In the opening scene, where the focus is on Euridice’s funeral urn, placed downstage center, the dancers, wearing contemporary clothes in shades of grey, move with gravitas and restraint but are often caught in stillness, as they are arrayed on two benches in front of the large set pieces. As Orpheus (the fervent, dignified David Daniels, wearing a black jacket and pants) laments his loss, they occasionally come forward to lend support, and Morris has designed strikingly eloquent patterns form the simplest and most economical of means. Here, as one often does with Morris’ work, one senses a kinship with the deeply humanitarian communal emphasis of early modern dance choreographers — the strength and fervor of the dancers’ assembled impact. The four non-company men, severe figures in black, hover more in the background, occasionally escorting or guiding Orpheus. The chorus adds its own movement, as row by row they perform hands gestures that create a ripple effect of activity through their massed presence.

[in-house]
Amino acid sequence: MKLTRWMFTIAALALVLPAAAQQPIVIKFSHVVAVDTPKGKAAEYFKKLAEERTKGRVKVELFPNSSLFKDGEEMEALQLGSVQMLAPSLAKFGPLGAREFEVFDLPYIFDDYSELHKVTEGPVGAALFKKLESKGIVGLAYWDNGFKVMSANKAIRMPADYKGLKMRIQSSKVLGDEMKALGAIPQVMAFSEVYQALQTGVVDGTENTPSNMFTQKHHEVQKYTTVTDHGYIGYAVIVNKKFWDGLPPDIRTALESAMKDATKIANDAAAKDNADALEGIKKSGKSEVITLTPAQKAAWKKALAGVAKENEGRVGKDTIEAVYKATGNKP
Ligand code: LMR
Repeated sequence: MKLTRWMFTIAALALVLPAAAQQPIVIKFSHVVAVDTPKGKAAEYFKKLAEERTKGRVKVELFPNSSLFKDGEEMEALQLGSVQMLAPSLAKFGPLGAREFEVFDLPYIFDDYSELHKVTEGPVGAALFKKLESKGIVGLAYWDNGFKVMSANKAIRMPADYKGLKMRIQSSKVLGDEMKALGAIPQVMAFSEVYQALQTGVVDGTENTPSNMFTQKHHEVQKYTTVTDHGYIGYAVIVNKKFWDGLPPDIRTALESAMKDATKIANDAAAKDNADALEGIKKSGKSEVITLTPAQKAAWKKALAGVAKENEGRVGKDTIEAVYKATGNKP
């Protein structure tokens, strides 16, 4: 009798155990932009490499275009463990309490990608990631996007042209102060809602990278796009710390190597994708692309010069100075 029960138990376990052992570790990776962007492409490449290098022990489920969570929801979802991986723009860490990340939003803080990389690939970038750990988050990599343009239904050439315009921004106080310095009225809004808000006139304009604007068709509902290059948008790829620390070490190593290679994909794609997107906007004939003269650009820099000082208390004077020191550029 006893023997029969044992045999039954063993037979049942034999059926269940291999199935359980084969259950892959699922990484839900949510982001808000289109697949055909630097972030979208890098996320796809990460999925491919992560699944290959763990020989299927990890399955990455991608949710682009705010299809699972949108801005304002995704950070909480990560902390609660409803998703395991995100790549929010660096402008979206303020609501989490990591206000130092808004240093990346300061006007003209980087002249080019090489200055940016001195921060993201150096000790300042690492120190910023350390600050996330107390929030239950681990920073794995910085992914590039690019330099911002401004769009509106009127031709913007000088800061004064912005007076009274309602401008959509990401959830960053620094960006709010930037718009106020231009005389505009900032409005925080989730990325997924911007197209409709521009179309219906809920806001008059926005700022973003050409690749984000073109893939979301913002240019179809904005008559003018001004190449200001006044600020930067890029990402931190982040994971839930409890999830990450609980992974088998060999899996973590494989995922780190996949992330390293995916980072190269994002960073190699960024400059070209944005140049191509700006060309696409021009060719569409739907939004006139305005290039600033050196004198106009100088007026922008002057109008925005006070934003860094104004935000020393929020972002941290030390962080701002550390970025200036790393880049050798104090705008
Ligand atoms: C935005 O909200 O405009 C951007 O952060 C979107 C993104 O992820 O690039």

The arrival of Amor features a touch of whimsy (and one recalls Morris’ own delicious turn as a winged Cupid in 1993's "A Spell") as the sprightly Heidi Grant Murphy descends from on high sporting a pink t-shirt speckled with sparkles, khakis and sneakers, along with the requisite wings. Suspended in mid-air, she offers Orpheus his opportunity to be reunited with his love, under strict conditions (“are you brave enough for such a trial?” the translation reads in the Met Titles), then starts to rise but has moment’s hesitation and descends for her aria.